The accelerated increase in biennale events since the early 1990s runs parallel to the rise of the internet, to the multiplication of art fairs and generally to the prominence of contemporary art as a shared idea today. There is an impulse to turn art into something very popular, visible, consumable, accessible (accessibility is a key word of the internet society), into the highest form of popular culture. Art becomes the ultimate object of communication at a time when communication itself has become the ultimate object of consumer culture. We are in a Google-scanning and Wikipedia age where knowledge is readily available because of the immediacy of the internet, and the collaborative nature of the net, yet for these same reasons this is often superficial knowledge.
There are more than one hundred biennales in the world today, and every city seems to be planning one. As this phenomenon grows around the world, it is also increasingly fashionable now in Western circles to criticize the “new biennales" - saving only the oldest and thus the most DOC (to borrow a term from the Italian wine industry) European and American periodic exhibitions such as the Venice Biennale, the Carnegie International and documenta in Kassel. This is a typically conservative attitude dictated by fear – fear of losing power. Many high-brow museums in New York (I have experienced this directly) even send letters of rejection upon the request of loans solely on the basis that they "do not lend to biennales" - as if the simple fact of being a “biennale” would imply the exhibition is curated superficially and quickly, or that the venue is certainly unsound and inappropriate from a conservator's perspective. This occurs independently of whether or not the biennale is hosted in museum venues with high standards of conservation and facilities, and independently of the intellectual rigor of the proposal. These same institutions however, have begun to lend works to private commercial galleries for what they feel are instead highly “curated” exhibitions. What are the latent reasons for all this? What are the fears and the desires of our troubled times?

Are we all very confused?

The same people who criticize the “biennale syndrome” rarely criticize the rise of the art fairs and auction houses that has run parallel, with every big city in the world attempting to become a center of the art market. Since the mid-1980s when ARCO Madrid set up special programs, art fairs have been competing directly with biennales for cultural prominence as global platforms, by initiating and developing more and more experimentally “curated programs”. Newspapers and art magazines now discuss and compare the latest Art Basel to the latest Venice Biennale. The boundary between the art fair and the Biennale is thus blurring in some instances. Yet few critics are noticing that the art fair model is also eroding the singularity of the curated exhibition and the individual's ability to hypothesize and construct knowledge: the fair is indeed a celebration and an expression of pure cultural relativism - a multiplicity of positions (each booth) happily juxtaposed in the democratic space of the “free market”.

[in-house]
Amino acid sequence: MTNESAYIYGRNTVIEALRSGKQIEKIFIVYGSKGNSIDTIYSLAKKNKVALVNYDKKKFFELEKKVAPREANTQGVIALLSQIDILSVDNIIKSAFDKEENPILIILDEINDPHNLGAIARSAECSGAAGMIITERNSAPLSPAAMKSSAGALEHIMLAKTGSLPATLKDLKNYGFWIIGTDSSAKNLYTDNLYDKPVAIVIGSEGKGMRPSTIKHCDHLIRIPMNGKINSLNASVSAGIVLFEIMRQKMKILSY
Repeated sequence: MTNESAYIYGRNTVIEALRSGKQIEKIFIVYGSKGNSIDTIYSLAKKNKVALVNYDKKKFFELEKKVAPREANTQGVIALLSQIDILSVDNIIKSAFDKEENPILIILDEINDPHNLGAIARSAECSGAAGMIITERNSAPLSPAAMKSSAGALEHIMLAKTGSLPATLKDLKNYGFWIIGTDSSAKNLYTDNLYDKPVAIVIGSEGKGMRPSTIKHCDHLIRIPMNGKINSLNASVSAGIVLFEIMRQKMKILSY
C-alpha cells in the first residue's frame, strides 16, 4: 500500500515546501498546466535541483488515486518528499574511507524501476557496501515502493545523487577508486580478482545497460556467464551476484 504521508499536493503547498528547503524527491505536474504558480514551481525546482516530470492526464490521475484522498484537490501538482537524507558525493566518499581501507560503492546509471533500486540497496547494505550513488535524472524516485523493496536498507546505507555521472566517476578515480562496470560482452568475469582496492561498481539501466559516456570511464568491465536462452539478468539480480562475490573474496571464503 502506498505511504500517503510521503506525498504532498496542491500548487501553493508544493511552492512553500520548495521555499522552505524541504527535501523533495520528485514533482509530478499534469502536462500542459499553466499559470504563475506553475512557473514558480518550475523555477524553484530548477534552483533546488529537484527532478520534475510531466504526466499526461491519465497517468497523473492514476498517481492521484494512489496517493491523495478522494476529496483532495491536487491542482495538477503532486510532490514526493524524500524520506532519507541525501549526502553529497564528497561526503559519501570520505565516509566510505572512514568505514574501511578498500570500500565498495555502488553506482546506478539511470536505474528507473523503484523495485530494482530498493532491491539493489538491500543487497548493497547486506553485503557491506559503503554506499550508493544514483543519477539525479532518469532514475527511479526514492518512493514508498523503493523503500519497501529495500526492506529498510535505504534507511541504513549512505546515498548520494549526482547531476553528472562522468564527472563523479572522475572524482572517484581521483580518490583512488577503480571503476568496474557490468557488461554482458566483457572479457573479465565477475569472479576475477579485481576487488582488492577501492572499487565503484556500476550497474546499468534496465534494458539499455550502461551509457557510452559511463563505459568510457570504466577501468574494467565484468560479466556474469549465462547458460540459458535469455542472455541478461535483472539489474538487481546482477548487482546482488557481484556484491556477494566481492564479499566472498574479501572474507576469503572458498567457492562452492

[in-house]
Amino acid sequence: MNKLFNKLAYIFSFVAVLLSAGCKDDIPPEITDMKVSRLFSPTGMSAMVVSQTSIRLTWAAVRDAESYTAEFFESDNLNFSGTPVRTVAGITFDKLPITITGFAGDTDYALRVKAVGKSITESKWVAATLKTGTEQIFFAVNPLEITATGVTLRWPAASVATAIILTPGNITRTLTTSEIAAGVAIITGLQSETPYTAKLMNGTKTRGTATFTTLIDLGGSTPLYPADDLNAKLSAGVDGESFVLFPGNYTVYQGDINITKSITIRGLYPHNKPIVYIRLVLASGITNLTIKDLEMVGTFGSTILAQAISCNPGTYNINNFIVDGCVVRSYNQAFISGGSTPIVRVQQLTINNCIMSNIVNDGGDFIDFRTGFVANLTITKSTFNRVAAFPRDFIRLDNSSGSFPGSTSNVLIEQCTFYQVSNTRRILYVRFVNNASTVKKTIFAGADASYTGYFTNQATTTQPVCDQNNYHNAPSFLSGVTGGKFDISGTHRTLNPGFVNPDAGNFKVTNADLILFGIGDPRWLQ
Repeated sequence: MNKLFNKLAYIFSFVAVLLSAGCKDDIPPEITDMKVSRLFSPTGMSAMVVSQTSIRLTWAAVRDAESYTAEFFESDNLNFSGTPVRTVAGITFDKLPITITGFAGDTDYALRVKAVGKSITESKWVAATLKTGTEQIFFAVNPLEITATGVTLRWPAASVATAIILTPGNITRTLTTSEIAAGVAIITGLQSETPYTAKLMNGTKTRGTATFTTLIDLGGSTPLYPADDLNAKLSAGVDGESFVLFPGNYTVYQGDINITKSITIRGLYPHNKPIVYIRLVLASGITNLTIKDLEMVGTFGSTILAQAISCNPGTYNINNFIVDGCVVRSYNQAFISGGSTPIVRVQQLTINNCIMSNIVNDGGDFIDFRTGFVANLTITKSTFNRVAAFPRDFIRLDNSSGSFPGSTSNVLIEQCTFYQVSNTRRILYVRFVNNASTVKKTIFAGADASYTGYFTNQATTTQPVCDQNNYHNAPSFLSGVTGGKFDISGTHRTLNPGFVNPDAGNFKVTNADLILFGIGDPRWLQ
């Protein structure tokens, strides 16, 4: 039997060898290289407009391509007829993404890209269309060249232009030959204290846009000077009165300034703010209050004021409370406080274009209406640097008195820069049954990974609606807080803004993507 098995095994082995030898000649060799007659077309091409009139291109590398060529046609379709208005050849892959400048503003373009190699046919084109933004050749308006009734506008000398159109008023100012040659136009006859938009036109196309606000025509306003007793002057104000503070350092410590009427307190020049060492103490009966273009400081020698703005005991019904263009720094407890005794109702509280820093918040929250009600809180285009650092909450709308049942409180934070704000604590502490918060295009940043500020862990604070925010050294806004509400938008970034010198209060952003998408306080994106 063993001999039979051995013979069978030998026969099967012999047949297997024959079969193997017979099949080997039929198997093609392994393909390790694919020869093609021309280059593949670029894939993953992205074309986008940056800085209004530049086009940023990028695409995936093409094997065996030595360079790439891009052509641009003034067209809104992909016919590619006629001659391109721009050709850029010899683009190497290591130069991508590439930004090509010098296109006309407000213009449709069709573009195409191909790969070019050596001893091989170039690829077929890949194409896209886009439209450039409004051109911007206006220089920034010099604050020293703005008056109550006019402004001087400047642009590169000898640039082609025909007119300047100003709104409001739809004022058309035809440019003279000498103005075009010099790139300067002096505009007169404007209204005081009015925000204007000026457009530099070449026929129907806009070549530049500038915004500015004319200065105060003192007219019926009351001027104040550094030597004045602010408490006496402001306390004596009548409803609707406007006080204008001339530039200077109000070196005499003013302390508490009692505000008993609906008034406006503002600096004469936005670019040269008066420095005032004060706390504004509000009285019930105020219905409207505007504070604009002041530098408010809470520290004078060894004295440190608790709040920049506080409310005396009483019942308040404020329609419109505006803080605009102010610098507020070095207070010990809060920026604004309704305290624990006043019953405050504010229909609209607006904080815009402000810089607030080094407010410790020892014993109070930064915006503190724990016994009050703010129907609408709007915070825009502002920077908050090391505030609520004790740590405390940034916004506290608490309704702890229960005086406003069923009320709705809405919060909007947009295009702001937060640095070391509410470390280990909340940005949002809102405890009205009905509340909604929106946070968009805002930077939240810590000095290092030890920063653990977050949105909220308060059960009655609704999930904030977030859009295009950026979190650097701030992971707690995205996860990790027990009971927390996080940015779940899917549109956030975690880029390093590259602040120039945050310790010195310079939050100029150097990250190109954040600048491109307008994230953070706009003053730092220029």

On the one hand we are witnessing a trend of “biennale-bashing”, in favor of exclusivity, wealth and status, while on the other, more and more cities around the world look at Venice, whose biennale started in 1895, or São Paulo (1951), Sydney (1973) and the more recent Istanbul (1987) and Gwangju (1995) as examples to follow.
The image of a city is “vehicled” to its own local population through a biennale, and also “vehicled" to the world, far from the location where the biennale actually takes place. This occurs through the catalogue, the e-flux announcement, the word-of-mouth. Sharjah for example has been put on the map by the few biennale editions it has hosted.
Biennales are thus attractive to city planners, investors, local politicians and reformers from many walks who want to develop their cities and educate people through art, as well as support tourism and foster a local identity.
Similarly, for progressive and socially-minded politicians, there is a wish to use art as a tool for democracy and peace. A space of dialogue that might reduce social conflict by creating experiments in community building: the biennale as a locus and model for a “happy community”. Art is to be a form of public education, for the widest possible audiences.
Indeed, art in late consumer culture carries huge symbolic value as a catalyst for collective identification and as the ultimate sphere of desire - to desire and consume that which is most useless, and that which may hopefully carry by its “mystery” some aura previously constituted in the sphere of religion and belief.
There is thus a strange and unexpected alliance that has been forged. The investors and tourist industry are joining with progressive politicians and those who believe in the social role of art.